openDemocracyUK

Thirty thousand cyclists at RideLondon and I saw three women of colour

As the suffragettes knew, cycling can empower. But it’s still too dominated by middle-class white men.

Asha Modha
18 September 2018
ridelondon.jpg

Image: RideLondon 2018. Credit: SarfLondonDunc/Flickr, CC BY 2.0

This summer I completed Prudential’s London to Surrey 100 mile cycling event. As someone who hasn’t ridden a bike in almost ten years, it was one of the proudest moments of my life. I was impressed by the faultless organisation of the event - and by the overwhelming support of volunteers and spectators despite the painfully early start and the pouring rain.

But RideLondon 2018 highlighted a bigger issue - the serious lack of gender and ethnic diversity in cycling.

The event, setting out from one of the most diverse cities in the world, was dominated by middle aged white males. I never anticipated the stereotype to be this accurate. I was surrounded by MAMILS (Middle-Aged-Men-In-Lycra) from the word ‘go’, with the DJ blasting songs from U2, The Monkees and The Beatles at the start line, setting the tone for the day ahead. Whilst I was continuously overtaken by a steady influx of cyclists throughout the ride, I noticed only three other women of colour throughout the entirety of my journey – one of whom was my aunty who I was riding with. There were 30,000 cyclists at the event and my finishing time was a snail’s pace of 09:24 minutes, so I saw a lot of people.

The lack of ethnic diversity and female representation was shocking, disheartening and frankly quite intimidating. As a British Indian female in her 20s, I was glaringly aware of my presence from start to finish, especially as a novice to the cycling world.

Turns out that the domination of white middle-class males in cycling is more than just anecdotal. Eighty-five percent of cyclists in London are white, leaving only 15% of cyclists in London being Black, Asian or of minority ethnicity, with only 7% of regular riders being of Asian ethnicity, according to Transport for London’s most recent figures. It’s disappointing, given how empowering sporting events such as RideLondon can be.

I found myself probing the ‘MAMIL’ stereotype. Research conducted by Steinbach and colleagues in 2011 at the London School of Hygiene and Tropical Medicine (LSHTM) explores why in London “cycling is disproportionately an activity of affluent white men”. The study, funded by TfL and NHS Camden, highlights several factors. Cycling is associated with a certain image, emulating a “bourgeois sensibility” which does not necessarily resonate with Londoners of Black and Asian ethnicity. This perception can act as a deterrent for people of ‘other’ backgrounds; especially if cycling is seen as a white-middle class sport in which – as Matt Season of The Guardian puts it – “the cycling community may not always have had an unblemished record of anti-racism” in the past.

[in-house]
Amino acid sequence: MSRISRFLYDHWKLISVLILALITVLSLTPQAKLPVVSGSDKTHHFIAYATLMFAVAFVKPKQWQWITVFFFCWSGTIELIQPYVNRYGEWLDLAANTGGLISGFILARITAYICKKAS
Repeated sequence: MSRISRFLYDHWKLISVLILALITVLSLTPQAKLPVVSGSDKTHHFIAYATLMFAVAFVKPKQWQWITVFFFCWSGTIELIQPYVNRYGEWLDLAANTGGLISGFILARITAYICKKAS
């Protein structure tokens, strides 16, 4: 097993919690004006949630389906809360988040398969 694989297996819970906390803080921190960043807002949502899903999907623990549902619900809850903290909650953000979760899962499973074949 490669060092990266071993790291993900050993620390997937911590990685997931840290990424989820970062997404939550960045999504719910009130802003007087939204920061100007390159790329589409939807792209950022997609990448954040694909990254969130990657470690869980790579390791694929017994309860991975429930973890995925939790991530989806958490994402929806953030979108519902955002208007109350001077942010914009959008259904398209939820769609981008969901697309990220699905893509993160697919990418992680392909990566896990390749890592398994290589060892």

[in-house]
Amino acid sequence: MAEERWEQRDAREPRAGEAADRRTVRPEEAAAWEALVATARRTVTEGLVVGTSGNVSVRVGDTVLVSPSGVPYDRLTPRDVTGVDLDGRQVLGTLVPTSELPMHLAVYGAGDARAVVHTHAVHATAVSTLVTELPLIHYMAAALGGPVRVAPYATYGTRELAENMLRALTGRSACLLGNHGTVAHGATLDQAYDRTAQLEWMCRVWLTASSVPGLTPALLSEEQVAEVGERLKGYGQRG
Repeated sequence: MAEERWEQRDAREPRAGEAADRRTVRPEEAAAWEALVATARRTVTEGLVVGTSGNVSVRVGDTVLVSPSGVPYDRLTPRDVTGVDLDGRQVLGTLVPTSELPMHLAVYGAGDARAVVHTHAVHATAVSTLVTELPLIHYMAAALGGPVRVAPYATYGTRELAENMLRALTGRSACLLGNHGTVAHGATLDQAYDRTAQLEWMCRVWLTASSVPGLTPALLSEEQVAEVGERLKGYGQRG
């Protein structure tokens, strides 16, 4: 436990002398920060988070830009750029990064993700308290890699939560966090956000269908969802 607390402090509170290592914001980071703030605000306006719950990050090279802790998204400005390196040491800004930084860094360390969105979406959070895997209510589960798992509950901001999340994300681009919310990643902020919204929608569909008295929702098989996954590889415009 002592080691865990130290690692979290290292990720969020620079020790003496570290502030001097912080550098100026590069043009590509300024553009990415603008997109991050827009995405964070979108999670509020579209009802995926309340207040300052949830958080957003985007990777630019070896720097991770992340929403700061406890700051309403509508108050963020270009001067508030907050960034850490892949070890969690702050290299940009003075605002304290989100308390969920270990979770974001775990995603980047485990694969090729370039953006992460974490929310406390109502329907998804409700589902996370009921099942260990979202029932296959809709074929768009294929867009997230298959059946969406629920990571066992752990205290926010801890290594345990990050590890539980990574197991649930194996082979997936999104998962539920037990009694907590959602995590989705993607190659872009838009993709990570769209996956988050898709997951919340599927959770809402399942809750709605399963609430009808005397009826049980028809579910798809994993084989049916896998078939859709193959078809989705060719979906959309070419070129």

Regarding the gender divide, the same study found perceived femininity and appearance to be influential factors in cycling. One interviewee stated that “women that do cycle are probably more blokey than feminine.” Whilst I can relate to wanting to stay fashionable during my ride, having donned a pair of pearl earrings to do so, I was more relieved to ‘blend in’ in my cycling gear and stay warm than concerned with glamour.

Have many internalised Western expectations of beauty and femininity to the extent of rejecting the sport entirely due to fear of appearing masculine? If so, how disappointing. What would the Suffragettes think – given that the women who transcended societal boundaries to pave our future, using cycling as a mode of transport and a means of liberation?

Aside from problematic notions of femininity, aggressive masculinity is a factor too. A couple of Steinbach’s interviewees admitted adopting an aggressive attitude as cyclists, referring to themselves as “urban warriors”. In retrospect, my experience of RideLondon supports this. As they overtook me, passing cyclists threw me condescending and cutting remarks, as well as uncomfortable gazes which I interpreted as unwelcoming micro-aggressions. Their air of superiority knocked my confidence at times. I can understand why budding cyclists would be discouraged from taking up the sport.

Remember when the ‘Boris bikes’ were launched in 2013, and then Mayor of London said, “I want more women cycling, more older people cycling, more Black and minority ethnic Londoners cycling, more cyclists of all social backgrounds – without which truly mass participation can never come.”

Eight years later the current Mayor Sadiq Khan continues to tackle the issue of diversity in cycling. He has appointed Will Norman as London’s Walking and Cycling Commissioner to bridge the gender and ethnicity divide. There are plans to spend around £169m every year for the next five years to implement cycling schemes and infrastructure to achieve that objective.

RideLondon 2018 would have been a great place to start, especially as the ‘Mayor of London’ and ‘Transport for London’ logos were plastered all over the RideLondon banners. Both my uncles – people of Indian descent with strong fitness abilities were rejected for the event whilst thousands of white males were chosen to partake. The lack of diversity was the only disappointment of Prudential’s London to Surrey 100 cycling event. It could have helped to bridge the diversity gap and provide new opportunities to cyclists of various backgrounds, as it did for me.

Nonetheless, because of a women of colour, my aunty, I have been exposed to a new world of sport and empowered to pursue cycling further. I’ve applied for next year’s ride. I hope that other women and people of varying backgrounds feel the same and try a new sport – it is only then we can change perceptions and break boundaries.

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